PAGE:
Crowns were removed at the cementoenamel junction (CEJ). Working length (WL) was determined by placing a #15 file (Mani Inc., Tochigi-ken, Japan) into the canal until it reached the apical foramen. The apical enlargement of each root was carried out to a #40 file in 0.5 mm short of WL and the rest of the canal was flared using Step-back technique to #70 file at 0.5 mm increments. The canals were copiously irrigated with 5.25% sodium hypochlorite and normal saline. Root canals were obturated with lateral condensation technique using gutta-percha (Diadent, Seoul, Korea) and AH26 sealer (Dentsply, DeTrey, Konstanz, Germany). After filling of access cavities with Coltosol (Coltene, Altstatten, Switzerland), teeth were placed in a 37°C and 100% humidity incubator for five days. Then root-end resections were made by removing 2 to 3 mm of the apex at a 90 degree angle to the long axis of the root with a diamond disc (D and Z, Darmstadt, Germany). A 3 mm depth root-end cavity was prepared ultrasonically, powered by a Piezon Suprason P5 unit (SBL, Satelect, France). Then, all teeth surfaces were coated by two layers of nail varnish and one layer of sticky wax except for the area corresponding to the resected root end surface. The prepared roots were randomly divided into following groups. Five root ends were filled with gutta-percha without sealer and used as positive controls. Another five root ends were filled with sticky wax and used as negative controls. The remaining 90 roots were divided into two equal groups of 45 roots each. Forty-five roots in MTA group were divided into 3 subgroups of 15 roots each (1a, 1b, 1c). ProRoot MTA (Tooth colored formula, Dentsply, Tulsa, USA) was mixed according to manufacturer's instruction and the cavities were filled in dry (1a), blood (1b), and saliva (1c) contaminated environments. Similarly, forty-five roots in the Cold Ceramic (CC) group were divided into 3 subgroups of 15 roots each. The new experimental material was also mixed and the root-end cavities were filled in dry (2a), blood (2b) and saliva (2c) contaminated environments. Regarding the procedure of contamination, root end cavity preparations were filled with blood before placement of root end filling materials in 1b and 2b subgroups and saliva in 1c and 2c subgroups. Blood was obtained by using a 27-gauge needle from one of investigators, immediately before the root-end filling. In order to gather saliva, one of the investigators was asked to force out 3 ml of saliva into a container.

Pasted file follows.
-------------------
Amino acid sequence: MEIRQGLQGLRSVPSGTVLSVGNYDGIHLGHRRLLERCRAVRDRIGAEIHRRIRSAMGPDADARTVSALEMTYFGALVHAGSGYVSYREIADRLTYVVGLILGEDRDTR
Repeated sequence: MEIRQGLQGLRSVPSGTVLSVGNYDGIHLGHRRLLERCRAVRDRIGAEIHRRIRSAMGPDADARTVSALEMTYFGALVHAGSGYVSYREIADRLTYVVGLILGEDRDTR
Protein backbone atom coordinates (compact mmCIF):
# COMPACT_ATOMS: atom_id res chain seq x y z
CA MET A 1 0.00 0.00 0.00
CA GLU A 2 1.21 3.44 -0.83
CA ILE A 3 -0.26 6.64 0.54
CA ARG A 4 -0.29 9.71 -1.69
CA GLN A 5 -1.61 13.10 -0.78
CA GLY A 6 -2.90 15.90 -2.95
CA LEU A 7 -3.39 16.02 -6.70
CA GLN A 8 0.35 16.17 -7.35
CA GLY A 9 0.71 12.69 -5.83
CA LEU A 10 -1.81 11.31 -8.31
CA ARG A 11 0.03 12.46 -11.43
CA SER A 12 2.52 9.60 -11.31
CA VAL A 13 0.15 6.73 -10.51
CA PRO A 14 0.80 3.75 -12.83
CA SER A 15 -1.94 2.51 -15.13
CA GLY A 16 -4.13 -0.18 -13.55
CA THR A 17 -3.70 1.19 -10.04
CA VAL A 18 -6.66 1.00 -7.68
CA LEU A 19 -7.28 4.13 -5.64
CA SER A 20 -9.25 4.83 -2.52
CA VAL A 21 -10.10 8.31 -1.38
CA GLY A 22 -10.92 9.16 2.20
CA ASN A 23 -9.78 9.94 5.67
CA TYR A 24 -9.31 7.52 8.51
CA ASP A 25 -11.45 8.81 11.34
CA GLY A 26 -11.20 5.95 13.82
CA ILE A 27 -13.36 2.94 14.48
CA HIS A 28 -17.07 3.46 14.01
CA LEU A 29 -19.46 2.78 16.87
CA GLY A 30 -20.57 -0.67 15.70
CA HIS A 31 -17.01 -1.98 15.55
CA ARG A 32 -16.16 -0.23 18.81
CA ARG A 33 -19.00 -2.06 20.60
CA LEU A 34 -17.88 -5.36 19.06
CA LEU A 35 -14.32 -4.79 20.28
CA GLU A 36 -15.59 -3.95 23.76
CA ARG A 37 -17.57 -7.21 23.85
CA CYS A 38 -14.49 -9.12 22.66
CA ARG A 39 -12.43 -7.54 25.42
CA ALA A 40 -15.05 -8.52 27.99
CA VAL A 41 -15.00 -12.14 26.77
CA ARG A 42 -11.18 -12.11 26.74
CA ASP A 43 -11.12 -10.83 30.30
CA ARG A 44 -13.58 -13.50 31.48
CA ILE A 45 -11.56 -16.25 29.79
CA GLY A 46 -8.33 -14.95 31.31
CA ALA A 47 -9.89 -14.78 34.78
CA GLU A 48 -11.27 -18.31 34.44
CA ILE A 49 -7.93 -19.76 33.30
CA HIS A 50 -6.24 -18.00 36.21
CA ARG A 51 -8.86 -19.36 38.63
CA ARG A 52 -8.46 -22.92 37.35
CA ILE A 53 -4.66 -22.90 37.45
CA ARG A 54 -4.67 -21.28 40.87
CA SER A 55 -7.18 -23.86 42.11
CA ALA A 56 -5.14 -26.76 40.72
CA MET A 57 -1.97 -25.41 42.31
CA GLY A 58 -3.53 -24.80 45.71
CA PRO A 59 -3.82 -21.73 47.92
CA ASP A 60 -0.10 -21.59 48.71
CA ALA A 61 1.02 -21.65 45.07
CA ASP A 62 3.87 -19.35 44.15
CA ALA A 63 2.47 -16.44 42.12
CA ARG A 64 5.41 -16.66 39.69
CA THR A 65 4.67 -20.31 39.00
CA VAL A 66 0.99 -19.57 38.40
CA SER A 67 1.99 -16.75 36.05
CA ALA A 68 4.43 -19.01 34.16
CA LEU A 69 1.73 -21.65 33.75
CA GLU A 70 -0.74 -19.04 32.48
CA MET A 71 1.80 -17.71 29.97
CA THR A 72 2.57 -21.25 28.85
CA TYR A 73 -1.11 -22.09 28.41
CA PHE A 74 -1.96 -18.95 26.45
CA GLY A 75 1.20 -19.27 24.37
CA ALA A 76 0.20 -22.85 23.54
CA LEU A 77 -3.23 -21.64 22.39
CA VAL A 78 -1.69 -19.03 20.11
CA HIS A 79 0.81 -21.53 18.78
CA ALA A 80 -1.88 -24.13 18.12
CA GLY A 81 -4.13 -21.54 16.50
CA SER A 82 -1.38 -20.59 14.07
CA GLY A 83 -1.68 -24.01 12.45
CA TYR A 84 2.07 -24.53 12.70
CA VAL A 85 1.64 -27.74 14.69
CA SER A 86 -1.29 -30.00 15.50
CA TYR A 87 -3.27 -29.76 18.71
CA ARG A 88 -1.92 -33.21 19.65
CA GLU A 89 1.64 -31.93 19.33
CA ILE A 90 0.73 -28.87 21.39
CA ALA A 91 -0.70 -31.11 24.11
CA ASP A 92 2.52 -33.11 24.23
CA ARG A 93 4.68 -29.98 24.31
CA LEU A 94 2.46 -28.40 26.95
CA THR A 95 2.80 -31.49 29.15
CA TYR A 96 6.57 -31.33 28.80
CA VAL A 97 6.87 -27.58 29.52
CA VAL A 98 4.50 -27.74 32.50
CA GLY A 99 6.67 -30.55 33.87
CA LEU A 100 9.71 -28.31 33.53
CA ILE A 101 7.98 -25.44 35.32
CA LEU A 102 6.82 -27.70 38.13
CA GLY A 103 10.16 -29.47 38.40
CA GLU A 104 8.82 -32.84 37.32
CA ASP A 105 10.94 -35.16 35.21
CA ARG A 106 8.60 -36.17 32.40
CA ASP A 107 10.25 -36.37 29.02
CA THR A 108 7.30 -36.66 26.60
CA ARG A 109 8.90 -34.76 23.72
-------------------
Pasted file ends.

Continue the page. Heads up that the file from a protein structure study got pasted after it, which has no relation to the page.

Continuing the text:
Samples were incubated for 24 hours at 37°C and 100% humidity. Then the roots were immersed in 2% methylene blue dye in a reduced pressure environment for 48 hours. After that, the roots were rinsed in running tap water for 10 minutes. The roots were grooved on the buccal and lingual surfaces down to the gutta-percha and were split into two sections and the retrograde filling materials were removed. Linear dye penetration was measured to its furthest extent within the root end cavity using a stereomicroscope (MBC-IO, St. Petersburg, Russia) at ×16 magnification and the aid of computer software (Motic Images Plus 2.0 ML, Motic Instrument Inc., Richmond, Canada) with precision of 0.001 millimeter. The results were analyzed using T-test, one-way ANOVA and Kruskall-Wallis tests. Statistically significant differences among the groups were set at P < 0.05.


   Results Top


The positive control samples showed total dye penetration, while the negative controls showed no evidence of dye penetration. All experimental subgroups demonstrated dye penetration. The least leakage among all subgroup was observed in Cold Ceramic blood contaminated subgroup and the greatest leakage was seen in MTA blood contaminated subgroup [Figure 1]. The mean ± SD linear dye penetration of both MTA and CC groups didn't show any significant differences in dry and saliva environments. But the difference between MTA and CC groups was statistically significant in blood contaminated environment [Table 1].